Become a fan on Facebook!
Follow me on Twitter!
Give me a review on Yelp!
This office serves clients in real estate transactions
of all types. I also assist clients with estate planning for everyone, including the GLBT community, and represent Illinois
condominium associations as needed. I help real estate investors who are renting their properties deal with difficult renter
issues, and I advocate for renters dealing with difficult landlords.
I work with clients in Chicago and all over the Chicagoland area, including
Wilmette, Skokie, Morton Grove, Plainfield, Wheaton, Glencoe, Lake Forest, Naperville, Oak Park, Winnetka, Des Plaines, Orland
Park, Berwyn, Carol Stream, Arlington Heights, Crystal Lake, Barrington, Palatine, Park Ridge, Gurnee, South Holland, Park
Forest and more.
My goal is to give each
and every client personal, friendly and competent service at a reasonable price. I also strive to use technology in the best
way possible to keep my clients informed.
My legal background includes working for a major Chicago developer and
working for a boutique firm in their real estate division. I am also a landlord of a three flat building in Rogers Park and
I am managing broker of a small real estate brokerage.
I work with all different types of clients, including
developers, first-time buyers, buyers of second (or third!) homes, all sellers and the LGBTQ community.
My real estate blog is below. Please make sure to check back on a regular
basis to check out what's new. I update my blog about once a week and welcome any questions that you may have.
Ask me too about help with personal injury, divorce,
and any other legal issues!
Greenview Drive, Crystal Lake, IL 60014
Recommend my site by clicking here!
Check out my interview, Expert
Advice on Buying a Foreclosed Home on Illinois Homes, one of the top sites
for Illinois homes for sale, including Wheaton,
IL real estate. Illinois Homes also services Michigan homes for sale and Pennsylvania homes for sale.
Wednesday, October 2, 2013
New Guidelines for FHA Short Sales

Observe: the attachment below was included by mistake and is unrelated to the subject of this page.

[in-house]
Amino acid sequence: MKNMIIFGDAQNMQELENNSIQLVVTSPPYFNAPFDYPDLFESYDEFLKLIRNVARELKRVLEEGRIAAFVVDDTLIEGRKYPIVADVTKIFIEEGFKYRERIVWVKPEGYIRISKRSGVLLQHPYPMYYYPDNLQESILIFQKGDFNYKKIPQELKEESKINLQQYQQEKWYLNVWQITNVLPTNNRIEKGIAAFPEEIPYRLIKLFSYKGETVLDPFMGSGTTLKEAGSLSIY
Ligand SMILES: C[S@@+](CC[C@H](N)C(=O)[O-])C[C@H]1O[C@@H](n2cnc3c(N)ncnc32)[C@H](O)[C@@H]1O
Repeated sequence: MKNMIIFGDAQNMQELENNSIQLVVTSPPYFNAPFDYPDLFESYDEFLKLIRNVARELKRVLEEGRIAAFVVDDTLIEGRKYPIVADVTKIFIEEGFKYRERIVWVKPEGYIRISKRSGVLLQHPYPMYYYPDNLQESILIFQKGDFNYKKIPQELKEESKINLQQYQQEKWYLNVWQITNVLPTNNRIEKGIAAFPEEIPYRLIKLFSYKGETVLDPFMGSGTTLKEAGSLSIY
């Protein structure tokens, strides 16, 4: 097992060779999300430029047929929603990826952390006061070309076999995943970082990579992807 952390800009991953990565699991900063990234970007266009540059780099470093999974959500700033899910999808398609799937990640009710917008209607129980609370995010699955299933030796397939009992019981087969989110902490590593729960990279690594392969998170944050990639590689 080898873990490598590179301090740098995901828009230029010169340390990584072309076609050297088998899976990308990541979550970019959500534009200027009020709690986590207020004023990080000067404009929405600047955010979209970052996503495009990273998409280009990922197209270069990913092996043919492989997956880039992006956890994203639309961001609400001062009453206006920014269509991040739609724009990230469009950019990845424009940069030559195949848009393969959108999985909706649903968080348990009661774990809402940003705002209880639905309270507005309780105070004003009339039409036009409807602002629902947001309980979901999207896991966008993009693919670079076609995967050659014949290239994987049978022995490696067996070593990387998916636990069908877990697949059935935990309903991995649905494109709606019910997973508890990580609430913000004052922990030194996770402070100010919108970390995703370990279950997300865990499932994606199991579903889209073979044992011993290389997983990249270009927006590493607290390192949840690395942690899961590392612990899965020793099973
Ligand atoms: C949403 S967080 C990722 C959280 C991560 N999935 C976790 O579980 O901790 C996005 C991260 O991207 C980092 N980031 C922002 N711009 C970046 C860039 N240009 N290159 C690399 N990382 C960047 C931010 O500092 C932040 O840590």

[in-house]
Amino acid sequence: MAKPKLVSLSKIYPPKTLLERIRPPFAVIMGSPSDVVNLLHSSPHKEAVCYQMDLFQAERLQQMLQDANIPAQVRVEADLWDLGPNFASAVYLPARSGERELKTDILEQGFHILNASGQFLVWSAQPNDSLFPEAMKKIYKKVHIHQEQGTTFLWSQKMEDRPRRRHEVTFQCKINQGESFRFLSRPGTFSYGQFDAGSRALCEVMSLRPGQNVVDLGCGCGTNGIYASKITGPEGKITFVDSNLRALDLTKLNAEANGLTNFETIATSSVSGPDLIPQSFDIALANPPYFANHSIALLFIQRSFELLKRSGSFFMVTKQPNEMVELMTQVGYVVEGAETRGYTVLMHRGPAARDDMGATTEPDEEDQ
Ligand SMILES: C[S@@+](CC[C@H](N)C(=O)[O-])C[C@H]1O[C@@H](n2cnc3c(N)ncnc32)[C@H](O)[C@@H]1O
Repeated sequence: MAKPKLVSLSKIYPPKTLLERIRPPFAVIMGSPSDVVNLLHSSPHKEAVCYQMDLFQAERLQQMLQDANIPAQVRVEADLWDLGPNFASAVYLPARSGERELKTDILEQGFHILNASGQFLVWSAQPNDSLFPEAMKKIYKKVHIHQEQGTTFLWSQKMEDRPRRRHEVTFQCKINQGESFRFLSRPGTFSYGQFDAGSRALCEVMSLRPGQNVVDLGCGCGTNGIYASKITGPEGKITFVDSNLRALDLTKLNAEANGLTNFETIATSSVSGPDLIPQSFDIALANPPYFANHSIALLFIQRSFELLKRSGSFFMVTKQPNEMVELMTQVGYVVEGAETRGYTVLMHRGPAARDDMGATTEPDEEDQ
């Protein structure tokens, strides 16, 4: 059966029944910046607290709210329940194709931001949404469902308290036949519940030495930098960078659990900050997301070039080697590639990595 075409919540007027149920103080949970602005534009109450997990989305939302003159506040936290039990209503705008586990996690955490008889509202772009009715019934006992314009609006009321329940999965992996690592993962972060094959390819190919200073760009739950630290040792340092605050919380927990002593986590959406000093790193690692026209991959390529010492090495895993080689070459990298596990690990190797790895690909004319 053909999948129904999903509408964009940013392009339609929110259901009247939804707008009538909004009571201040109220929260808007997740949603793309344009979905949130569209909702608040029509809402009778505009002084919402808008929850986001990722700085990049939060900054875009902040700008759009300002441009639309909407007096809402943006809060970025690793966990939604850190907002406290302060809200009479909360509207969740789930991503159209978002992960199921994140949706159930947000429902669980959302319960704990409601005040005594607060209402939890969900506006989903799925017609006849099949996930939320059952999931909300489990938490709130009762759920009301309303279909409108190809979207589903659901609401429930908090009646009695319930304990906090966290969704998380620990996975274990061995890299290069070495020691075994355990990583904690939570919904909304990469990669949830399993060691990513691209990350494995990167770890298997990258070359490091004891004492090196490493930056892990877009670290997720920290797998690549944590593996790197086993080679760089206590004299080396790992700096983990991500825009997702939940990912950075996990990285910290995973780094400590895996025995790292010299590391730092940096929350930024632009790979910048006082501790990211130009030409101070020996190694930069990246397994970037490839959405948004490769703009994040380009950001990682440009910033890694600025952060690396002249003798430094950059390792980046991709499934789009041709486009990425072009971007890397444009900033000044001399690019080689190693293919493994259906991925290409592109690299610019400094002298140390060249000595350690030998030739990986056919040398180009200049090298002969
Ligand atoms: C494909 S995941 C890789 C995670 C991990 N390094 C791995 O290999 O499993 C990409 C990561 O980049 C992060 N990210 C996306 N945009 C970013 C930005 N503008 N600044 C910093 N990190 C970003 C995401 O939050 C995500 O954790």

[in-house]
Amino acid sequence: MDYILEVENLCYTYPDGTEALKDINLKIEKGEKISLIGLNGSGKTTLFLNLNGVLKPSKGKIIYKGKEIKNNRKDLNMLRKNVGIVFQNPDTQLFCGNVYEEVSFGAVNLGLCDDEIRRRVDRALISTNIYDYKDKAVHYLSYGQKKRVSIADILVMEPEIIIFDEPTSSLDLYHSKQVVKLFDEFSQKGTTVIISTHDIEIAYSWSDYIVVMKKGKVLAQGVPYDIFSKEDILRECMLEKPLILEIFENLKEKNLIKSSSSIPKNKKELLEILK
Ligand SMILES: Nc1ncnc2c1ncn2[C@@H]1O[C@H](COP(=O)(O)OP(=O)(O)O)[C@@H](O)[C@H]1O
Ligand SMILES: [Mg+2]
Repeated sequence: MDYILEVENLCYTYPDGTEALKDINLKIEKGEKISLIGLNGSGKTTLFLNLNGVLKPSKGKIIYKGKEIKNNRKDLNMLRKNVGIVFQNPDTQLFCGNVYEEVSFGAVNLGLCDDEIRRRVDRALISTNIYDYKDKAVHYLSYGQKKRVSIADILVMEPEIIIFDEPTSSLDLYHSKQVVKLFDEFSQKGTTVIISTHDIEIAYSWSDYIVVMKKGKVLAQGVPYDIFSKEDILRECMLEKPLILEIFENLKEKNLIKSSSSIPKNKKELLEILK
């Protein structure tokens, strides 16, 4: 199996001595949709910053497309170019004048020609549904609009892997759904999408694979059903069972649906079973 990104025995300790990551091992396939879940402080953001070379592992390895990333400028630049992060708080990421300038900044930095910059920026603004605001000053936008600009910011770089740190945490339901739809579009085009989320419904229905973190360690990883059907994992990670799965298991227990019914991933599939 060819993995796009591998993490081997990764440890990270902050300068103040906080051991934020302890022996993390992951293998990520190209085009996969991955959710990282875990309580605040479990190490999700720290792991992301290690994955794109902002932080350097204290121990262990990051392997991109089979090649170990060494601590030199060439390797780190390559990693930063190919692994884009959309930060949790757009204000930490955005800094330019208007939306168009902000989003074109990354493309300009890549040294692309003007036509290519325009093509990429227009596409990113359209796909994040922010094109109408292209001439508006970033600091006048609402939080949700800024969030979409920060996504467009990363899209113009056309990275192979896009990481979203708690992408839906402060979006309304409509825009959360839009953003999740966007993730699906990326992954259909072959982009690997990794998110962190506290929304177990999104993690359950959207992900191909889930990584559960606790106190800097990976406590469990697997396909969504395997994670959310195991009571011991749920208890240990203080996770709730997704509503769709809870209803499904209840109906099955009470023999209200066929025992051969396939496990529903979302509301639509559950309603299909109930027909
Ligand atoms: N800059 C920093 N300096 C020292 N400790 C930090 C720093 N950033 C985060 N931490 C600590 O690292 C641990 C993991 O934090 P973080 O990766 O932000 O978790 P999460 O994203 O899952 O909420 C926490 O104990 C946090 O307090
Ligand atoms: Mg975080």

2:11 pm cdt
|Effective October 1, 2013 U.S. Department of
Housing and Urban Development (HUD) has announced the following changes to their Federal Housing Administration (FHA) Short
Sale requirements: |
To review additional information about FHA requirements, please log
on to www.hud.gov. Questions can be directed to Short Sale Customer/Agent care at 1.866.880.1232.
- Eligibility Requirements: To
successfully complete a short sale under the FHA short sale program, the borrowers must meet the following requirements:
- They cannot list the property with or sell it to anyone with whom they are
related or have a close personal or business relationship. In legal terms, it must be an "arm's-length" transaction.
Any knowing violation of the arm's-length requirement may be a violation of federal law.
- Your mortgage must be in default, on the date the short sale transaction closes.
- Before closing, any additional liens against the property must be released.
A lien holder who demands a payment to release its lien must submit a written statement, and an agreement to release the lien
if that amount is paid.
- Financial Hardship
Validation Requirement: For a standard preforeclosure sale, servicers must use a Deficit Income Test (DIT) to
determine a homeowner's financial hardship. The IRS Collection Financial Standards will be used to verify homeowners
expenses not reflected in their credit report. Only owner-occupied properties are eligible for the standard preforeclosure
- New Streamlined Short Sale Option: Homeowners
eligible for a streamlined short sale may not be required to submit financial information or have a financial hardship.
Principal residences, second homes, investment properties and service members who have received Permanent Change of Station
(PCS) Orders are potentially eligible.
- Property Appraisal: The
appraisal of your property should be completed within approximately ten business days. After the appraisal, the short
sale file will be updated and prepared for review. In some cases, approval may be required by the investor and/or FHA,
which may take more time.
- Cash Contribution: As
a new condition, you might be required to make a final payment (sometimes called a cash contribution) before or at closing.